What Is the Most Important Element in Boudoir Photography?

Boudoir Portrait

There are many things that make up an image — the subject, lighting, composition, setting, expression, pose, color (or black & white) resolution, and on and on. But there’s one element that rises above them all that will cancel out any “mistakes” that aren’t quite what you’d planned for in your image — and that element is  — emotional impact.

What is the most important element in boudoir photography? It’s the emotional impact your image has on the viewer.  If your image can deliver an emotional impact then that will overshadow any technical flaw that isn’t up to your standard, and overcome any amount of megapixels your camera seemingly lacks.  

Do I have images that are weak in some areas technically but that deliver an emotional punch? Yes, I do. You probably do too. They’re the ones you keep going back to and gazing upon because there’s something there that keeps drawing you in.

That “something” is how it makes you feel — its emotional impact. 

Can You Plan For Emotional Impact In Your Images?

Is it possible to plan for capturing a shot that has emotional impact? To a certain extent, yes, you can, once you’ve moved past getting proficient with the technical aspects of your camera and having control over your exposure and lighting — then your mind is free to concentrate more on artistry and composition. 

When I first started learning photography my mind was so pre-occupied with trying to understand the exposure triangle (shutter speed, aperture, ISO) that I really couldn’t focus on anything else besides just trying to get a good exposure. Then throw off-camera flash into the equation and it’s on to yet another technical learning curve.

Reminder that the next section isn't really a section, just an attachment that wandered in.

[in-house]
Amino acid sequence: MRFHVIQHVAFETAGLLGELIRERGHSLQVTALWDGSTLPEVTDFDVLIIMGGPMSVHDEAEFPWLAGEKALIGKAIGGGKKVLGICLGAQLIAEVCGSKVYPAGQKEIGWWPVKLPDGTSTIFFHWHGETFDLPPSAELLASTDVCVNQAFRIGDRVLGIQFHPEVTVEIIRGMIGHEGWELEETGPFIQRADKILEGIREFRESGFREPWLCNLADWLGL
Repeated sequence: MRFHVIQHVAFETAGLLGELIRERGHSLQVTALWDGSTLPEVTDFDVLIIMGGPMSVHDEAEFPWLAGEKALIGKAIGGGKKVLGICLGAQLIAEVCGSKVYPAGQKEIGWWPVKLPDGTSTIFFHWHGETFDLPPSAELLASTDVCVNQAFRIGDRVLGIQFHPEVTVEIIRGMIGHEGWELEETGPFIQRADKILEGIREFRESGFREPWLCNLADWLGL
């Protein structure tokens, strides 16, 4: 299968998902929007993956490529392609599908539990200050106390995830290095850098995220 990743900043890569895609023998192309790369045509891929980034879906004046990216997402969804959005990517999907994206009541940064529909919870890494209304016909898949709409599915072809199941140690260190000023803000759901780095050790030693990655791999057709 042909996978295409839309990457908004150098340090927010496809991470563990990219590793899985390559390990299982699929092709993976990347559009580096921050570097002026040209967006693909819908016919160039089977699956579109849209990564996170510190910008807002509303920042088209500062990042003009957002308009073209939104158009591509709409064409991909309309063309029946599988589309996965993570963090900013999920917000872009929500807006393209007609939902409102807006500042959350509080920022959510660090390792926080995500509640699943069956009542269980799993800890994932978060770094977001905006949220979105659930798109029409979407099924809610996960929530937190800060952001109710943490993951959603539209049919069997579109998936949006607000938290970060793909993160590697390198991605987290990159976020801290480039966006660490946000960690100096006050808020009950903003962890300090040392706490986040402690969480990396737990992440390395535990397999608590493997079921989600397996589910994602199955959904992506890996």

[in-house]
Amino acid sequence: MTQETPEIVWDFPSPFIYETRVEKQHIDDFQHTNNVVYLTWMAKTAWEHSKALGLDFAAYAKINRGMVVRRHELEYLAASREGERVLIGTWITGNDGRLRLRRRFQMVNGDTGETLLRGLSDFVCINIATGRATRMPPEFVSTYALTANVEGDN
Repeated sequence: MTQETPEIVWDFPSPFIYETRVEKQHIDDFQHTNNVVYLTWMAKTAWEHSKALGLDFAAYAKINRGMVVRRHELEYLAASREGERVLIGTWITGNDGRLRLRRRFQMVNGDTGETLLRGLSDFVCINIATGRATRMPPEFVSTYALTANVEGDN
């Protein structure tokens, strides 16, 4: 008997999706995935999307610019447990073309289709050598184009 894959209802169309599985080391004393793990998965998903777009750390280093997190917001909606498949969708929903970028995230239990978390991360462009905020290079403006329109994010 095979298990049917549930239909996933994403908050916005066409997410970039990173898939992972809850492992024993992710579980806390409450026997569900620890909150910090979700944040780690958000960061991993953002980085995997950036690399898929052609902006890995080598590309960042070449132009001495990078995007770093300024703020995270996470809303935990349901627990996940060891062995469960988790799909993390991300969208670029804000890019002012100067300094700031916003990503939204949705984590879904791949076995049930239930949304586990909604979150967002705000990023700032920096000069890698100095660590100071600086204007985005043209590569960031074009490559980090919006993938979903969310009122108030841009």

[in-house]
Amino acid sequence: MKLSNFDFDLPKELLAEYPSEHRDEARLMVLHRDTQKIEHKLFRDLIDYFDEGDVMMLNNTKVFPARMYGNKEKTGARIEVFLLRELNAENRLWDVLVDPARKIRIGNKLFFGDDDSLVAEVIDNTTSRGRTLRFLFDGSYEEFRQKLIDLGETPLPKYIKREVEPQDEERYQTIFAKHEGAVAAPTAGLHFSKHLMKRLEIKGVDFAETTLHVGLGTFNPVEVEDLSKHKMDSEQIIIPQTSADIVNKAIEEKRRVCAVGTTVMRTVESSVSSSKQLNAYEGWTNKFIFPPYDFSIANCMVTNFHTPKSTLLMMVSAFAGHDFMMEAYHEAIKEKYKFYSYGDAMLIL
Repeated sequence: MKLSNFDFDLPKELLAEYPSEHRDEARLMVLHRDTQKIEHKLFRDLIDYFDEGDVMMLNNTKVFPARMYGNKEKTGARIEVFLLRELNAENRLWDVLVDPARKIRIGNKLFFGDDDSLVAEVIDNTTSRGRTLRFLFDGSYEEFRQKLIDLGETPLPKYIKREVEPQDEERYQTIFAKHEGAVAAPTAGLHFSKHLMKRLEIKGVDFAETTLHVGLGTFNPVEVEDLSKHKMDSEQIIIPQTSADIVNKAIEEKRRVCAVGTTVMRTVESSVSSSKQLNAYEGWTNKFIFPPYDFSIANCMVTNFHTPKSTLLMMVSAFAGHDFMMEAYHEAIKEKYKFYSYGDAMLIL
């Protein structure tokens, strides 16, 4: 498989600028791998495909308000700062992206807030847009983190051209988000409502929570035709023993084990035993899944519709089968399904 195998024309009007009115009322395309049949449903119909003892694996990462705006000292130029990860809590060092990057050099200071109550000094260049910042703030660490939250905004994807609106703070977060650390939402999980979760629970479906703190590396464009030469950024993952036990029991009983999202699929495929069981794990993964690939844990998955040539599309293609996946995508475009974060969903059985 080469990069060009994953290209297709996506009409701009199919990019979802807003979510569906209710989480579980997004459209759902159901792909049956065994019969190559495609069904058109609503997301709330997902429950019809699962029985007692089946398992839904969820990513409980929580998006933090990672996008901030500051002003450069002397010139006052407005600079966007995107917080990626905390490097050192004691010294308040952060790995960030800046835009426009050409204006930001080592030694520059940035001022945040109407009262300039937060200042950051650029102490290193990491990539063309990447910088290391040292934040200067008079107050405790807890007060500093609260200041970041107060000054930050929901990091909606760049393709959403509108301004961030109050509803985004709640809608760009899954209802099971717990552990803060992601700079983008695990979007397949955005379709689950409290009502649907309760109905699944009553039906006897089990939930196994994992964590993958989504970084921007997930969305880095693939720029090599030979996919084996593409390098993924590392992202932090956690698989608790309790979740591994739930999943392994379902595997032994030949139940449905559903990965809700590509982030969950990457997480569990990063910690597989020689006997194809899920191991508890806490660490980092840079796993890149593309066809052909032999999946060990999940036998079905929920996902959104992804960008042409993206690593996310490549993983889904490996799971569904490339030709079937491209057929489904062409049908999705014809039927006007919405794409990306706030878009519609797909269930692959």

Step 1

It wasn’t until I had a good working understanding of my tools (camera and lighting) that I was then able to devote my thought process to creating something beyond just a decent exposure with an above average expression. 

So, that would be the first step in planning to capture an image with emotional impact — knowing how to use your tools to capture your subject with the light that you want with the exposure you intended to get. 

Step 2

Step 2 would be to understand what the elements are that invoke emotion in us. Looking at just the boudoir genre we can name a few.

— the expression in someone’s eyes and face

— the lighting, which has a lot to do with creating a mood

— the pose and what someone’s body language is saying

The Eyes and Facial Expression

Some of these are fairly tangible, like capturing an expressive close-up of someone’s eyes with just the right expression. That can certainly have an emotional impact. With some subjects that will come fairly easy but with others it can sometimes be nearly impossible.

Having been a portrait and headshot photographer before shooting boudoir, I found that some people’s emotions sit closer to the surface than others, and they’re also more free with expressing them.

Others are more guarded and bury their essence deeper within themselves. With more comfort sometimes they can loosen up a bit, but with others that is harder to do. You do the best you can to bring out that emotion and expression but sometimes people are who they are for whatever reasons.

Lighting

Lighting is huge in my book, especially when it comes to creating a mood and sometimes just the “mood” or look of an image can be emotionally moving. I will say this about creating emotion with light and that is when working to create a mood with light, direction and intensity play a big part. 

Direction of Light

When light has a direction it has a focus, it’s telling the viewer to look “here”. It’s guiding our eye, taking one on a journey through your image. It’s saying, “this is more important here than that over there”. 

Intensity of Light

Light’s intensity plays a big role in creating emotion too, from hard light to soft, from a wash of light to a shaft of light, and to lots of light to very little light in an image.